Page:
Economic inequality has risen to the top of our national dialogue in recent years, garnering a lot of attention in the media, as well as from local and national leaders. This heightened interest in inequality has developed because economic insecurity is touching more and more people — not just the poor or historically disadvantaged — in a very real way. Though most of the attention has been focused on growing gaps in income and wealth, as well as how difficult it has become to climb the economic ladder, much less has been said about a more basic reality facing people every day: After accounting for inflation, most Americans' hourly wages have grown very little in the last three and a half decades.
What's happening with wages is essentially connected to every form of growing economic inequality. The main source of income for the majority of American households comes from the money earned at jobs. This is the money Americans use to meet basic living expenses and to save for down payment on a home, college tuition, or retirement.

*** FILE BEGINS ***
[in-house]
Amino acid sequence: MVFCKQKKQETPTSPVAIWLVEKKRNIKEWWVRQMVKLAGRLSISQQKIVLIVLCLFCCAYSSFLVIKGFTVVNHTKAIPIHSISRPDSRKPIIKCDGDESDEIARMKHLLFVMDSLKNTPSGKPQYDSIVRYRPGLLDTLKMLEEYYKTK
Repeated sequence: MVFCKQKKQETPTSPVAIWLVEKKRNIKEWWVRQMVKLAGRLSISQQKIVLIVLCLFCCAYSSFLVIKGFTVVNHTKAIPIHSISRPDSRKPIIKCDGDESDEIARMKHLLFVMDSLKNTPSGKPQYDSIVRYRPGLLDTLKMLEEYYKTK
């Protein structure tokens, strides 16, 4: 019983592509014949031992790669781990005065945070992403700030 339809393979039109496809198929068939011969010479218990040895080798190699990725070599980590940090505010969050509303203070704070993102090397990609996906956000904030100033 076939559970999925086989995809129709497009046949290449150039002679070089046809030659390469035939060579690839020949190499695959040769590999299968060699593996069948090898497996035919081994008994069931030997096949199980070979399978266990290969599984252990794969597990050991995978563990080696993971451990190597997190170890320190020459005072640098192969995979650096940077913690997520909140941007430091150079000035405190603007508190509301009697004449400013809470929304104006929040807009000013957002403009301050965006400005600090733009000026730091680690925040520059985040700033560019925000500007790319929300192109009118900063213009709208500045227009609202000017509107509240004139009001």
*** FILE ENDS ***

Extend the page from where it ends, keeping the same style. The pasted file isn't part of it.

This is especially true for African-American and Latino workers who generally have fewer assets and rely almost exclusively on their paychecks to support themselves and their families. Therefore, anyone concerned about eliminating economic inequality — everything from disparities in income and wealth to gulfs in opportunity and mobility — must also be concerned about wage growth and eliminating racial wage gaps. Granted, broad-based wage growth is not a complete panacea for all racial disparities in economic outcomes. Wealth, the value of cash and assets that a household owns after accounting for debt, is lower for the vast majority of black and Latino workers even when compared with white households with similar incomes. But broad-based wage growth would help to narrow persistent wealth, opportunity, and mobility gaps.